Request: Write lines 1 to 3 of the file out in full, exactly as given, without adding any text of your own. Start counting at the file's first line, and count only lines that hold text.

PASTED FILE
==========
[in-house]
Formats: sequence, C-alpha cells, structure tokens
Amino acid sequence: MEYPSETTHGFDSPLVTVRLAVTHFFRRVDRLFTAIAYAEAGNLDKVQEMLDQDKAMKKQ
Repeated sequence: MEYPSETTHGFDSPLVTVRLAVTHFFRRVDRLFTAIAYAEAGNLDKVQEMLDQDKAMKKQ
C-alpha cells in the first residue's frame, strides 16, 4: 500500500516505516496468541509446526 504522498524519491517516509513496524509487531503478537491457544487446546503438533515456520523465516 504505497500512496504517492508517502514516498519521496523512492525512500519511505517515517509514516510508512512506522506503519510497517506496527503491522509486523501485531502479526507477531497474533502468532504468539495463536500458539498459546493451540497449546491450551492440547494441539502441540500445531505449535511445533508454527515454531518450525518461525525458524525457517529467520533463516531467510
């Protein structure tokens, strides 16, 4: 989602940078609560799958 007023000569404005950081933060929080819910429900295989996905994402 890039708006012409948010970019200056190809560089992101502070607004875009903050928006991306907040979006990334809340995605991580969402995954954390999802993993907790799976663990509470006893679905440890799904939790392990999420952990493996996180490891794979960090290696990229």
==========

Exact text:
[in-house]
Formats: sequence, C-alpha cells, structure tokens
Amino acid sequence: MEYPSETTHGFDSPLVTVRLAVTHFFRRVDRLFTAIAYAEAGNLDKVQEMLDQDKAMKKQ